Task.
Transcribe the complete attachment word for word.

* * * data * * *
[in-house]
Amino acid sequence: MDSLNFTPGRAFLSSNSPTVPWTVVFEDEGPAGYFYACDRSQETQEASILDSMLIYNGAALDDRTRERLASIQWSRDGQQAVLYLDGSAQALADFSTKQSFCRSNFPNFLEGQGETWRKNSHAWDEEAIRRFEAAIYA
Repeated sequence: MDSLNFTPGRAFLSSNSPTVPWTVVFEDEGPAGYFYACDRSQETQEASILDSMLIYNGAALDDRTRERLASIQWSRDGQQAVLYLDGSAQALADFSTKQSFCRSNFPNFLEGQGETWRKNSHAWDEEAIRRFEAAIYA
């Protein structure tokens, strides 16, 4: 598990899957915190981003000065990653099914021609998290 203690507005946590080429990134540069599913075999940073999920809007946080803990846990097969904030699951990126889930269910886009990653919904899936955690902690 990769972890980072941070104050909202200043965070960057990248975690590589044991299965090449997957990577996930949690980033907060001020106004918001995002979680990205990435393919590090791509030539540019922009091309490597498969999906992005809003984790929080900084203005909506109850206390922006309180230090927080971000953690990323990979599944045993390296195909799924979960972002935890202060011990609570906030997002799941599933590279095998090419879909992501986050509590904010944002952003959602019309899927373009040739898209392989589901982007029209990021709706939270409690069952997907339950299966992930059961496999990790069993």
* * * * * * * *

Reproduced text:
[in-house]
Amino acid sequence: MDSLNFTPGRAFLSSNSPTVPWTVVFEDEGPAGYFYACDRSQETQEASILDSMLIYNGAALDDRTRERLASIQWSRDGQQAVLYLDGSAQALADFSTKQSFCRSNFPNFLEGQGETWRKNSHAWDEEAIRRFEAAIYA
Repeated sequence: MDSLNFTPGRAFLSSNSPTVPWTVVFEDEGPAGYFYACDRSQETQEASILDSMLIYNGAALDDRTRERLASIQWSRDGQQAVLYLDGSAQALADFSTKQSFCRSNFPNFLEGQGETWRKNSHAWDEEAIRRFEAAIYA
């Protein structure tokens, strides 16, 4: 598990899957915190981003000065990653099914021609998290 203690507005946590080429990134540069599913075999940073999920809007946080803990846990097969904030699951990126889930269910886009990653919904899936955690902690 990769972890980072941070104050909202200043965070960057990248975690590589044991299965090449997957990577996930949690980033907060001020106004918001995002979680990205990435393919590090791509030539540019922009091309490597498969999906992005809003984790929080900084203005909506109850206390922006309180230090927080971000953690990323990979599944045993390296195909799924979960972002935890202060011990609570906030997002799941599933590279095998090419879909992501986050509590904010944002952003959602019309899927373009040739898209392989589901982007029209990021709706939270409690069952997907339950299966992930059961496999990790069993």